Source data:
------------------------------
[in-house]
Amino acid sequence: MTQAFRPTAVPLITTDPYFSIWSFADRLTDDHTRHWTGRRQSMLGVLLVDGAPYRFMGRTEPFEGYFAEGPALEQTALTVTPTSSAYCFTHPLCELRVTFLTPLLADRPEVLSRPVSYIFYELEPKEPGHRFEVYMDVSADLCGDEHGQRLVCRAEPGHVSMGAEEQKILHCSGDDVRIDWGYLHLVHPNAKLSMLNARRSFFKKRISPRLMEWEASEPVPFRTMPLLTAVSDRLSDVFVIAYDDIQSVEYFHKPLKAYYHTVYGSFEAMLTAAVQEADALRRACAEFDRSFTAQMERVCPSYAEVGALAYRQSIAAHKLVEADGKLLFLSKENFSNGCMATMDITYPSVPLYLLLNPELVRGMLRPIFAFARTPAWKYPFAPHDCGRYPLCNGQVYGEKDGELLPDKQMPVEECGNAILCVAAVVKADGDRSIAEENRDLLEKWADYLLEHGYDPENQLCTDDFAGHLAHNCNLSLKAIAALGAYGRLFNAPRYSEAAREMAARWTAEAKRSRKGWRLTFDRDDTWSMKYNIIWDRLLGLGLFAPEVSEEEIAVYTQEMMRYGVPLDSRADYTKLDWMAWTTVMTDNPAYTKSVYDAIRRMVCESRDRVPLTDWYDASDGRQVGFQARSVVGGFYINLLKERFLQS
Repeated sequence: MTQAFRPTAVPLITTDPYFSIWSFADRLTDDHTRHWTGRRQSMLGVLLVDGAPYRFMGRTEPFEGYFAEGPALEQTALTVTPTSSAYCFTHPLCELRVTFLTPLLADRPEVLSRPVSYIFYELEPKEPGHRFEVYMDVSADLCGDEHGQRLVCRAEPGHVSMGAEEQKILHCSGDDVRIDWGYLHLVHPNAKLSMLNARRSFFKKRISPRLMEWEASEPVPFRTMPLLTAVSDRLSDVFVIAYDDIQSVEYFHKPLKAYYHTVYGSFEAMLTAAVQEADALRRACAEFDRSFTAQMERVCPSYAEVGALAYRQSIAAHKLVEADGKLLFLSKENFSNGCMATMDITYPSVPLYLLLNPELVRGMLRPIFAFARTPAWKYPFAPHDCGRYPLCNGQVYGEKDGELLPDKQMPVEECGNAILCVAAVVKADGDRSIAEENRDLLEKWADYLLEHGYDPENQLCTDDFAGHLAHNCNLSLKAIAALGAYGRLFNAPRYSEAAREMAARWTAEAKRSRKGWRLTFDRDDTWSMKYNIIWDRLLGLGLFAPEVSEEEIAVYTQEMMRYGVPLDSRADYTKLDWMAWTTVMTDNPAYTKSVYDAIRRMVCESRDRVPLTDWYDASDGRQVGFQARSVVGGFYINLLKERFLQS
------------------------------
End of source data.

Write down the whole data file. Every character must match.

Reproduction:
[in-house]
Amino acid sequence: MTQAFRPTAVPLITTDPYFSIWSFADRLTDDHTRHWTGRRQSMLGVLLVDGAPYRFMGRTEPFEGYFAEGPALEQTALTVTPTSSAYCFTHPLCELRVTFLTPLLADRPEVLSRPVSYIFYELEPKEPGHRFEVYMDVSADLCGDEHGQRLVCRAEPGHVSMGAEEQKILHCSGDDVRIDWGYLHLVHPNAKLSMLNARRSFFKKRISPRLMEWEASEPVPFRTMPLLTAVSDRLSDVFVIAYDDIQSVEYFHKPLKAYYHTVYGSFEAMLTAAVQEADALRRACAEFDRSFTAQMERVCPSYAEVGALAYRQSIAAHKLVEADGKLLFLSKENFSNGCMATMDITYPSVPLYLLLNPELVRGMLRPIFAFARTPAWKYPFAPHDCGRYPLCNGQVYGEKDGELLPDKQMPVEECGNAILCVAAVVKADGDRSIAEENRDLLEKWADYLLEHGYDPENQLCTDDFAGHLAHNCNLSLKAIAALGAYGRLFNAPRYSEAAREMAARWTAEAKRSRKGWRLTFDRDDTWSMKYNIIWDRLLGLGLFAPEVSEEEIAVYTQEMMRYGVPLDSRADYTKLDWMAWTTVMTDNPAYTKSVYDAIRRMVCESRDRVPLTDWYDASDGRQVGFQARSVVGGFYINLLKERFLQS
Repeated sequence: MTQAFRPTAVPLITTDPYFSIWSFADRLTDDHTRHWTGRRQSMLGVLLVDGAPYRFMGRTEPFEGYFAEGPALEQTALTVTPTSSAYCFTHPLCELRVTFLTPLLADRPEVLSRPVSYIFYELEPKEPGHRFEVYMDVSADLCGDEHGQRLVCRAEPGHVSMGAEEQKILHCSGDDVRIDWGYLHLVHPNAKLSMLNARRSFFKKRISPRLMEWEASEPVPFRTMPLLTAVSDRLSDVFVIAYDDIQSVEYFHKPLKAYYHTVYGSFEAMLTAAVQEADALRRACAEFDRSFTAQMERVCPSYAEVGALAYRQSIAAHKLVEADGKLLFLSKENFSNGCMATMDITYPSVPLYLLLNPELVRGMLRPIFAFARTPAWKYPFAPHDCGRYPLCNGQVYGEKDGELLPDKQMPVEECGNAILCVAAVVKADGDRSIAEENRDLLEKWADYLLEHGYDPENQLCTDDFAGHLAHNCNLSLKAIAALGAYGRLFNAPRYSEAAREMAARWTAEAKRSRKGWRLTFDRDDTWSMKYNIIWDRLLGLGLFAPEVSEEEIAVYTQEMMRYGVPLDSRADYTKLDWMAWTTVMTDNPAYTKSVYDAIRRMVCESRDRVPLTDWYDASDGRQVGFQARSVVGGFYINLLKERFLQS